A. One of the big problems we had was just that lack of communication. Not only between labor and management, but between management and management. We had various other entities in the Port besides Steamship Trade. I was discussing the point that Steamship Trade is the only entity. They are part of this Port and that's all. I think by opening up the communication with these various other organizations, we can include labor and management.
Q. That sounds like an easy thing to do. Open up communications. Pick up the telephone . . .
A. But everyone has varied interests.
Q. What's the problem, why can't they communicate? Why can't they be open?
A. Well, let's say it has begun to be open. Why it wasn't done previously? The atmosphere, I guess, in Baltimore two years ago . . . everybody kind of withdrew into their own shell because of the uncertainty of the labor contracts. We've just negotiated and finalized a four-year contract, but that was two years in the
negotiation. Not only here in Baltimore, but all ports have the same problem. So the instability lends itself to discontent, again, not only labor, but among management.
Q. You say that's changing?
A. I think so, yes.
Q. What are some examples of how that's changing?
A. Well, we have opened up communications. We've had meetings, not just with the members of the Steamship Trade Association, but also the Maryland Maritime Association, Custom House Brokers and Freight Haulers Association and Maryland Truckers Association. These are all very important entities and heretofore they were concerned but never really addressed.
Q. What are the nature of these meetings?
A. The purpose of the meetings is to find out what are our concerns and how can we make our Port operate more efficiently by talking to the agents, the freight holders and the truckers. I stressed, too, that the clerks of the [ILA locals] 953 and the 333 have been participating in these talks.
Q. What was the impetus for these talks?
A. I think we finally realized in this Port that we had to do something.
Q. Last year, the Steamship Trade Association was in an uproar with allegations that the former president, Bill Detweiler, had mismanaged pension funds and used his influence to get his son a job. About the same time, a number of members left. Have you had any success in repairing the image of the organization and in reuniting the Port's management?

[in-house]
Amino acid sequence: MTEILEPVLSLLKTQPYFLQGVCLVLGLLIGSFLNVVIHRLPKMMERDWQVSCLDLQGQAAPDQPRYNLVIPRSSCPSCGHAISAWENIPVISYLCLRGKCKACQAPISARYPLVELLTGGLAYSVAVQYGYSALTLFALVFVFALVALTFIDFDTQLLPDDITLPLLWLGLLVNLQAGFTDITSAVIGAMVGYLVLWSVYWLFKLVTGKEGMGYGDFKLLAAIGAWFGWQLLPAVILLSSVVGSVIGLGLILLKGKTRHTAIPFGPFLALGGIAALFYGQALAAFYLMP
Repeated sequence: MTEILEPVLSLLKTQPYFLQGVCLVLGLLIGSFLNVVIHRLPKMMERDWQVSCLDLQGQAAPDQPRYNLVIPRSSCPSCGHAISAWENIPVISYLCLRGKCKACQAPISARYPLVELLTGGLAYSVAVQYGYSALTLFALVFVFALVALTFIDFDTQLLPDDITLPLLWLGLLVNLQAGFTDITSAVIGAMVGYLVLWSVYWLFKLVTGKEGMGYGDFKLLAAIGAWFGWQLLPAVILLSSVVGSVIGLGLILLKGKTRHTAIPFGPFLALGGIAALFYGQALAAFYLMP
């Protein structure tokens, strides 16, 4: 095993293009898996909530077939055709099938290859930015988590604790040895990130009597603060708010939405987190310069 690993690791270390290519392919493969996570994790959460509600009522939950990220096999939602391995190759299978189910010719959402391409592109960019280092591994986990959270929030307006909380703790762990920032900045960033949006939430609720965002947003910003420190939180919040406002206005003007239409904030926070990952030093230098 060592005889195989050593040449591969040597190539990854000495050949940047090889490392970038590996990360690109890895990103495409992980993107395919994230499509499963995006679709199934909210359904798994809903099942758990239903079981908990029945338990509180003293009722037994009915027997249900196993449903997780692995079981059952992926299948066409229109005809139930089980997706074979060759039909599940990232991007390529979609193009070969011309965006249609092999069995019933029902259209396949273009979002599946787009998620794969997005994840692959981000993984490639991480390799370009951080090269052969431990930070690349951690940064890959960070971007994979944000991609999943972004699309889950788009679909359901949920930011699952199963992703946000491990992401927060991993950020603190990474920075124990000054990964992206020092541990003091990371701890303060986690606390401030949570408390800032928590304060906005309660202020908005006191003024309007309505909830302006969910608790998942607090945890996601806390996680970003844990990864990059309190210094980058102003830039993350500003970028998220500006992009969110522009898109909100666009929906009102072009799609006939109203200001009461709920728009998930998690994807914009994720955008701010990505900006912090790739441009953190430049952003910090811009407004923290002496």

A. First, the allegations against the past president were something that were not a factor at all. The STA did suffer image wise. Again, I think this is because of our being isolated from the rest of the port community in dealing with the ILA. I think once we opened up those lines of communication with the other entities in this Port, the damage was repaired, and some members of the organization have come back into the Steamship Trade.
Q. Could you explain a little about how you've gone about repairing the damage. I don't understand how talking alone does it.
A. Well, talking does a lot when you didn't have any dialogue at all in the past.
Q. It seems like every day there is more bad news about the Port. Do you see any signs to be optimistic about the Port's future?
A. I think in the long term Baltimore's going to be a viable port and I think we're going to have growth, but not the growth that we would like to see. But then again, I don't think any other East Coast port is going to have that either . . . I think we can still be a major port. Don't diminish Baltimore as a shining star on the East Coast. I think in the Mid-Atlantic range, we are still going to be a dominant port.
Q. How is the port volume? Down? Up? Steady?
A. It's been kind of stagnant . . . steady for the past year.
Q. Can you predict how it will be in 1991?
A. Probably the same as 1990. No great big growth. Over the next five years, yeah, we anticipate growth; but again, not to the extent that everybody would like to see.
Q. What would you consider a success in five years?
A. In terms of tonnage, say another million and a half, two million tons.
Q. What are you doing currently?
A. About 5 million tons.
Q. It has been alleged that the state has interfered with labor negotiations and put pressure on management in the negotiations. Do you agree? Has the Schaefer administration been too heavy-handed in port matters?
A. I think the state has a very high stake in the future of the port -- obviously through investments that they've made. They're more or less protecting the taxpayers investment. They're influencing the trade associations as necessary. I think that they are certainly within their rights. It's because of them that there are the new facilities (Seagirt Marine Terminal) that we have.
Q. Do you have any personal goals for this year, now that you're here?
A. Just working with the rest of the Port to make Baltimore that shining star on the East Coast, which in turn will mean more employment for everybody.